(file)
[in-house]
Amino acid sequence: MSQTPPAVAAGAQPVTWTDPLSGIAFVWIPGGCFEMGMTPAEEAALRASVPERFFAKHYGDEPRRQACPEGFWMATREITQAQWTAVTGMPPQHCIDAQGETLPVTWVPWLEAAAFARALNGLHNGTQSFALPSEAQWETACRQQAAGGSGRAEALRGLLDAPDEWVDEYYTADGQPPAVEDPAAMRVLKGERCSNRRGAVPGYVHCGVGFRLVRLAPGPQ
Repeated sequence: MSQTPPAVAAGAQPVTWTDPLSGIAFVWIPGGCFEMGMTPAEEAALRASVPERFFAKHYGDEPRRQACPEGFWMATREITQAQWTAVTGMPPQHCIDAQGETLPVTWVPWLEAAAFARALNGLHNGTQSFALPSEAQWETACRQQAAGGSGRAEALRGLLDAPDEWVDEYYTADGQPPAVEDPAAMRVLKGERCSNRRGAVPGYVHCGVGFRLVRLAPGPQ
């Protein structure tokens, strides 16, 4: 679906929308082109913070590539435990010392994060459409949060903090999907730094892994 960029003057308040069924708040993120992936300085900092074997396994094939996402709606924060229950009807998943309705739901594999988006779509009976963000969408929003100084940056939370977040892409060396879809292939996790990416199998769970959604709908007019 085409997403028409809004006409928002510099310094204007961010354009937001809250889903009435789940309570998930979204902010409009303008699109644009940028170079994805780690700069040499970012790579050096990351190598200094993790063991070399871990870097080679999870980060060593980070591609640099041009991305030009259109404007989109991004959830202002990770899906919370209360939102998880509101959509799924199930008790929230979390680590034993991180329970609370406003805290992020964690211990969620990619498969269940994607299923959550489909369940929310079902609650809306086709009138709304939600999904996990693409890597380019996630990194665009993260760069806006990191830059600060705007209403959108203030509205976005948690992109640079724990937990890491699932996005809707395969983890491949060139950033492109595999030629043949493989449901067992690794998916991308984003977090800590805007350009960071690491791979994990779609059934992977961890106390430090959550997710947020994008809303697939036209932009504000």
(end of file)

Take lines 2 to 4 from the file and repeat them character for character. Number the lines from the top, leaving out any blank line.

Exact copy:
Amino acid sequence: MSQTPPAVAAGAQPVTWTDPLSGIAFVWIPGGCFEMGMTPAEEAALRASVPERFFAKHYGDEPRRQACPEGFWMATREITQAQWTAVTGMPPQHCIDAQGETLPVTWVPWLEAAAFARALNGLHNGTQSFALPSEAQWETACRQQAAGGSGRAEALRGLLDAPDEWVDEYYTADGQPPAVEDPAAMRVLKGERCSNRRGAVPGYVHCGVGFRLVRLAPGPQ
Repeated sequence: MSQTPPAVAAGAQPVTWTDPLSGIAFVWIPGGCFEMGMTPAEEAALRASVPERFFAKHYGDEPRRQACPEGFWMATREITQAQWTAVTGMPPQHCIDAQGETLPVTWVPWLEAAAFARALNGLHNGTQSFALPSEAQWETACRQQAAGGSGRAEALRGLLDAPDEWVDEYYTADGQPPAVEDPAAMRVLKGERCSNRRGAVPGYVHCGVGFRLVRLAPGPQ
């Protein structure tokens, strides 16, 4: 679906929308082109913070590539435990010392994060459409949060903090999907730094892994 960029003057308040069924708040993120992936300085900092074997396994094939996402709606924060229950009807998943309705739901594999988006779509009976963000969408929003100084940056939370977040892409060396879809292939996790990416199998769970959604709908007019 085409997403028409809004006409928002510099310094204007961010354009937001809250889903009435789940309570998930979204902010409009303008699109644009940028170079994805780690700069040499970012790579050096990351190598200094993790063991070399871990870097080679999870980060060593980070591609640099041009991305030009259109404007989109991004959830202002990770899906919370209360939102998880509101959509799924199930008790929230979390680590034993991180329970609370406003805290992020964690211990969620990619498969269940994607299923959550489909369940929310079902609650809306086709009138709304939600999904996990693409890597380019996630990194665009993260760069806006990191830059600060705007209403959108203030509205976005948690992109640079724990937990890491699932996005809707395969983890491949060139950033492109595999030629043949493989449901067992690794998916991308984003977090800590805007350009960071690491791979994990779609059934992977961890106390430090959550997710947020994008809303697939036209932009504000």